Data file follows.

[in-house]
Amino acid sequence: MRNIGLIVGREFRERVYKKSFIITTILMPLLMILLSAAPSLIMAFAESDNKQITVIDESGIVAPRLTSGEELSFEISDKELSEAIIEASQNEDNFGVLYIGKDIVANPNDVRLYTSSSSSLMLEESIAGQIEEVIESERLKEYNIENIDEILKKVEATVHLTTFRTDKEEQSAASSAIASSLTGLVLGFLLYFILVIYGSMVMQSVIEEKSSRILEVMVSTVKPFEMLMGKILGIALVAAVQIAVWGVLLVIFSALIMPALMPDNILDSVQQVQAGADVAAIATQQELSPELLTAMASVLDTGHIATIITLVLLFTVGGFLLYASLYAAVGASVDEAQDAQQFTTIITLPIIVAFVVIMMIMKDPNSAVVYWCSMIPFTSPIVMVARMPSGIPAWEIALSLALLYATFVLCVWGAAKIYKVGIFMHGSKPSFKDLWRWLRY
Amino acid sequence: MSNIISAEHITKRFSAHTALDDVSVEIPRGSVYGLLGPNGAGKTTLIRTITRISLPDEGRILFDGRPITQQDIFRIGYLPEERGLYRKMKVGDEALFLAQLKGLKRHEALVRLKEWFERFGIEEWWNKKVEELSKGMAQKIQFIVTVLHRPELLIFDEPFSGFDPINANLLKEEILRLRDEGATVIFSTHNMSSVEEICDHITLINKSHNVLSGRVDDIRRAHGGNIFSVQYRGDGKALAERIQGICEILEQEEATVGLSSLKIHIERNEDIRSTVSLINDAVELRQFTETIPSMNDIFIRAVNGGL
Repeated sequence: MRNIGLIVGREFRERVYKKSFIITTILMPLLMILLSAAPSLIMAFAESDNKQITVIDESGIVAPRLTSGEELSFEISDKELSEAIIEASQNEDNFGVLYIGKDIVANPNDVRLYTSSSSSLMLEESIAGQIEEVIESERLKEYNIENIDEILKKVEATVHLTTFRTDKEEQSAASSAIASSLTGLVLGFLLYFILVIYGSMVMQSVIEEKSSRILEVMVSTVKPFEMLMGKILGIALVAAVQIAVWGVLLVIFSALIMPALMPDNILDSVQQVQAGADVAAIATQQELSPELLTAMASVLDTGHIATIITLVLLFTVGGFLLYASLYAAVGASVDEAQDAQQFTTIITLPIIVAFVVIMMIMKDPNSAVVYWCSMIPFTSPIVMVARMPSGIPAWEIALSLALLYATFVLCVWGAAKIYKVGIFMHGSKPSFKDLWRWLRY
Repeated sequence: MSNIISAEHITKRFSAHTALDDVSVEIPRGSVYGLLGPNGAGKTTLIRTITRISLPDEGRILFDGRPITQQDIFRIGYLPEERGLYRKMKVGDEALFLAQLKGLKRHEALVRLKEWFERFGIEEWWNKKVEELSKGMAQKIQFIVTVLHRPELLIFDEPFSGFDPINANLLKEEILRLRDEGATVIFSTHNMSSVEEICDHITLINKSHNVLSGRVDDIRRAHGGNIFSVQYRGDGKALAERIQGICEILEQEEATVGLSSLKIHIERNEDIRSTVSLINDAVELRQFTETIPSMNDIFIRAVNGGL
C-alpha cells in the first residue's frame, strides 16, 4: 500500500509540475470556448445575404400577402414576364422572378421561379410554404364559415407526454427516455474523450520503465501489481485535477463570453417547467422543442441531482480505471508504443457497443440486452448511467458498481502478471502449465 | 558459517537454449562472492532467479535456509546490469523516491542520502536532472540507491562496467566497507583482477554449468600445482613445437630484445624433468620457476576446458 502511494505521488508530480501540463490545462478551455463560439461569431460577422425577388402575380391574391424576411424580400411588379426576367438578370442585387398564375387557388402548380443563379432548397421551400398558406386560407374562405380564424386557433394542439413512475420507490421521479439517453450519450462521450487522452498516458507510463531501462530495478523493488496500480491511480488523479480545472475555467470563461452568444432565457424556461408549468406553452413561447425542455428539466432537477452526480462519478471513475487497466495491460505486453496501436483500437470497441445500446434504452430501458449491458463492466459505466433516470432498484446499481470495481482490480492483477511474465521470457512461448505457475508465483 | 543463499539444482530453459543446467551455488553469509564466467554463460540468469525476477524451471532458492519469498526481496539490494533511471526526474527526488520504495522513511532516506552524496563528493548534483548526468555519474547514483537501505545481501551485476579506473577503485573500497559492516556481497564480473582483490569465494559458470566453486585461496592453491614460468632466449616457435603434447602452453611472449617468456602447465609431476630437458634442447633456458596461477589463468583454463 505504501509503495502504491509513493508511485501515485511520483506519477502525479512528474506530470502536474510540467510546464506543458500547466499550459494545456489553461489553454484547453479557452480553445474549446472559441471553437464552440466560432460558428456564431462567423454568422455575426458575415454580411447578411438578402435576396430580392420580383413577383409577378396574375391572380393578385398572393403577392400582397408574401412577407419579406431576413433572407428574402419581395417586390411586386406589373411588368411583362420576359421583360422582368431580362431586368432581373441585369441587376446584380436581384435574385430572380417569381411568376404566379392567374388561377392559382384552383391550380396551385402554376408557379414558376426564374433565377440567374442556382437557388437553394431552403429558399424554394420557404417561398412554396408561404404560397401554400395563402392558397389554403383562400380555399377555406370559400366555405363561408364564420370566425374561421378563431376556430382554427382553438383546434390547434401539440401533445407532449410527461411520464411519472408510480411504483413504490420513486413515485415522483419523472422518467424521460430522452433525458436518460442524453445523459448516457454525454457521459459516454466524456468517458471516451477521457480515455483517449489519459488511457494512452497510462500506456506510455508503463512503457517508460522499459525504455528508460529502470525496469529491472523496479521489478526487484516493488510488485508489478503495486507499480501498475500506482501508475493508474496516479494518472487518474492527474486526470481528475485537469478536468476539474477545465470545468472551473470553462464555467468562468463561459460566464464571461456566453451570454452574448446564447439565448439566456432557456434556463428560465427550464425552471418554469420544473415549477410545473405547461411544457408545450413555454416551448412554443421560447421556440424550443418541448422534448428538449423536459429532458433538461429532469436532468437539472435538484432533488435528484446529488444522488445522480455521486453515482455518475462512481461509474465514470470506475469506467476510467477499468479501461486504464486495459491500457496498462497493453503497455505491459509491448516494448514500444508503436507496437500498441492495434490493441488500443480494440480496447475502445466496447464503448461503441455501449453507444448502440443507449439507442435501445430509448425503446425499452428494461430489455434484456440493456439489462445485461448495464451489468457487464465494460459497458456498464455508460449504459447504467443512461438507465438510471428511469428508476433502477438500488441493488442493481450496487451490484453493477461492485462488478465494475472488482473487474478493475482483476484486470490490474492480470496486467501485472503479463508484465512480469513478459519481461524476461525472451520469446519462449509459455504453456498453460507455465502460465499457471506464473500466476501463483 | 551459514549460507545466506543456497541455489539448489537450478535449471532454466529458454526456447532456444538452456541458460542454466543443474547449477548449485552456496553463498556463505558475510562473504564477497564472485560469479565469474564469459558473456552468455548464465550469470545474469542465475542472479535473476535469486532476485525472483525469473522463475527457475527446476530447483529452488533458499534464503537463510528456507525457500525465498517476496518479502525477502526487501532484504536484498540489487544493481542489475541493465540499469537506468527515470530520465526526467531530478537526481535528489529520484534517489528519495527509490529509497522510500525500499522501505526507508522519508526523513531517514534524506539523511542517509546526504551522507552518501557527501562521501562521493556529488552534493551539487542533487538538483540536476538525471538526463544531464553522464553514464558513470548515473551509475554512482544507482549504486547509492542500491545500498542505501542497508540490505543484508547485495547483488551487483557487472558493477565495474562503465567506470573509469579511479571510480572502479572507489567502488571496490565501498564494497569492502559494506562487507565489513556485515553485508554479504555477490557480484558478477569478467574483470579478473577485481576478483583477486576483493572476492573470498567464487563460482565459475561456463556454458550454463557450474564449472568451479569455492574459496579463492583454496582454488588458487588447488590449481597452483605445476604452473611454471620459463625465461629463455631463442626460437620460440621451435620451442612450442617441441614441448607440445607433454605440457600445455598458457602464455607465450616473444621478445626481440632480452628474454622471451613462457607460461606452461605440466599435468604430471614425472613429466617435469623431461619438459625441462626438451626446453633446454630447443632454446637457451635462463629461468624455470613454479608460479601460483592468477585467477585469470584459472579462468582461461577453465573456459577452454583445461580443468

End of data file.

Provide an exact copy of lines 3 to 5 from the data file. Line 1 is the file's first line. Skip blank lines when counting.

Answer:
Amino acid sequence: MSNIISAEHITKRFSAHTALDDVSVEIPRGSVYGLLGPNGAGKTTLIRTITRISLPDEGRILFDGRPITQQDIFRIGYLPEERGLYRKMKVGDEALFLAQLKGLKRHEALVRLKEWFERFGIEEWWNKKVEELSKGMAQKIQFIVTVLHRPELLIFDEPFSGFDPINANLLKEEILRLRDEGATVIFSTHNMSSVEEICDHITLINKSHNVLSGRVDDIRRAHGGNIFSVQYRGDGKALAERIQGICEILEQEEATVGLSSLKIHIERNEDIRSTVSLINDAVELRQFTETIPSMNDIFIRAVNGGL
Repeated sequence: MRNIGLIVGREFRERVYKKSFIITTILMPLLMILLSAAPSLIMAFAESDNKQITVIDESGIVAPRLTSGEELSFEISDKELSEAIIEASQNEDNFGVLYIGKDIVANPNDVRLYTSSSSSLMLEESIAGQIEEVIESERLKEYNIENIDEILKKVEATVHLTTFRTDKEEQSAASSAIASSLTGLVLGFLLYFILVIYGSMVMQSVIEEKSSRILEVMVSTVKPFEMLMGKILGIALVAAVQIAVWGVLLVIFSALIMPALMPDNILDSVQQVQAGADVAAIATQQELSPELLTAMASVLDTGHIATIITLVLLFTVGGFLLYASLYAAVGASVDEAQDAQQFTTIITLPIIVAFVVIMMIMKDPNSAVVYWCSMIPFTSPIVMVARMPSGIPAWEIALSLALLYATFVLCVWGAAKIYKVGIFMHGSKPSFKDLWRWLRY
Repeated sequence: MSNIISAEHITKRFSAHTALDDVSVEIPRGSVYGLLGPNGAGKTTLIRTITRISLPDEGRILFDGRPITQQDIFRIGYLPEERGLYRKMKVGDEALFLAQLKGLKRHEALVRLKEWFERFGIEEWWNKKVEELSKGMAQKIQFIVTVLHRPELLIFDEPFSGFDPINANLLKEEILRLRDEGATVIFSTHNMSSVEEICDHITLINKSHNVLSGRVDDIRRAHGGNIFSVQYRGDGKALAERIQGICEILEQEEATVGLSSLKIHIERNEDIRSTVSLINDAVELRQFTETIPSMNDIFIRAVNGGL